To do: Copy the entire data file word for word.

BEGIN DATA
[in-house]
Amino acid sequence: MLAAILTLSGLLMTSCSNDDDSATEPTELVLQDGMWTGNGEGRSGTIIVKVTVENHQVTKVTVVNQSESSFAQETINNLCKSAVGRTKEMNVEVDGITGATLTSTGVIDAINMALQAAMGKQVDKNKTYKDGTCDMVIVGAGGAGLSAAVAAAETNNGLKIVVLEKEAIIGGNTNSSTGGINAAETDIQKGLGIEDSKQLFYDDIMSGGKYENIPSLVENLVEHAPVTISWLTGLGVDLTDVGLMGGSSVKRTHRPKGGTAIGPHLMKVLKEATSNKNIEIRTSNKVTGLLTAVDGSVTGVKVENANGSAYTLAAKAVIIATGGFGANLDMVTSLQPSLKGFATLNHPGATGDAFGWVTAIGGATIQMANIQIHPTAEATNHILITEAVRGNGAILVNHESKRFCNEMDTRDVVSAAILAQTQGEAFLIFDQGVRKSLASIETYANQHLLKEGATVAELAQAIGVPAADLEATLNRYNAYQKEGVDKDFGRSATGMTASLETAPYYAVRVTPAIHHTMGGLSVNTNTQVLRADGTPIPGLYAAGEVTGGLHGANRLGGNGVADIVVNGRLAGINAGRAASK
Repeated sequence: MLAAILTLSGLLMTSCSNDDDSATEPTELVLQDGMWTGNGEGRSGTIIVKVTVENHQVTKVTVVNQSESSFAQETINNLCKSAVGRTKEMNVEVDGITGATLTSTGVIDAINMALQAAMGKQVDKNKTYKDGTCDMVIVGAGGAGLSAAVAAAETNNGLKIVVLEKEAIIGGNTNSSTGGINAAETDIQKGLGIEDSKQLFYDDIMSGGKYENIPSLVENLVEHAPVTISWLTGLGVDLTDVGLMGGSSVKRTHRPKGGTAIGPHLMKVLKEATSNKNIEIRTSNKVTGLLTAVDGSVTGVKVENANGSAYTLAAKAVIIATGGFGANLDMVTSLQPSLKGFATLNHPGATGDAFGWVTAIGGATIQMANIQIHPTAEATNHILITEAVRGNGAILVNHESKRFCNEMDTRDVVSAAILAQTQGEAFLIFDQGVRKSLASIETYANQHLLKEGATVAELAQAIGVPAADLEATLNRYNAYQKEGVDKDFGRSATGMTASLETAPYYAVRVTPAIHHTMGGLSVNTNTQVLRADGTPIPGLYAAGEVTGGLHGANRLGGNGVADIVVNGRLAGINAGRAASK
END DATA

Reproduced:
[in-house]
Amino acid sequence: MLAAILTLSGLLMTSCSNDDDSATEPTELVLQDGMWTGNGEGRSGTIIVKVTVENHQVTKVTVVNQSESSFAQETINNLCKSAVGRTKEMNVEVDGITGATLTSTGVIDAINMALQAAMGKQVDKNKTYKDGTCDMVIVGAGGAGLSAAVAAAETNNGLKIVVLEKEAIIGGNTNSSTGGINAAETDIQKGLGIEDSKQLFYDDIMSGGKYENIPSLVENLVEHAPVTISWLTGLGVDLTDVGLMGGSSVKRTHRPKGGTAIGPHLMKVLKEATSNKNIEIRTSNKVTGLLTAVDGSVTGVKVENANGSAYTLAAKAVIIATGGFGANLDMVTSLQPSLKGFATLNHPGATGDAFGWVTAIGGATIQMANIQIHPTAEATNHILITEAVRGNGAILVNHESKRFCNEMDTRDVVSAAILAQTQGEAFLIFDQGVRKSLASIETYANQHLLKEGATVAELAQAIGVPAADLEATLNRYNAYQKEGVDKDFGRSATGMTASLETAPYYAVRVTPAIHHTMGGLSVNTNTQVLRADGTPIPGLYAAGEVTGGLHGANRLGGNGVADIVVNGRLAGINAGRAASK
Repeated sequence: MLAAILTLSGLLMTSCSNDDDSATEPTELVLQDGMWTGNGEGRSGTIIVKVTVENHQVTKVTVVNQSESSFAQETINNLCKSAVGRTKEMNVEVDGITGATLTSTGVIDAINMALQAAMGKQVDKNKTYKDGTCDMVIVGAGGAGLSAAVAAAETNNGLKIVVLEKEAIIGGNTNSSTGGINAAETDIQKGLGIEDSKQLFYDDIMSGGKYENIPSLVENLVEHAPVTISWLTGLGVDLTDVGLMGGSSVKRTHRPKGGTAIGPHLMKVLKEATSNKNIEIRTSNKVTGLLTAVDGSVTGVKVENANGSAYTLAAKAVIIATGGFGANLDMVTSLQPSLKGFATLNHPGATGDAFGWVTAIGGATIQMANIQIHPTAEATNHILITEAVRGNGAILVNHESKRFCNEMDTRDVVSAAILAQTQGEAFLIFDQGVRKSLASIETYANQHLLKEGATVAELAQAIGVPAADLEATLNRYNAYQKEGVDKDFGRSATGMTASLETAPYYAVRVTPAIHHTMGGLSVNTNTQVLRADGTPIPGLYAAGEVTGGLHGANRLGGNGVADIVVNGRLAGINAGRAASK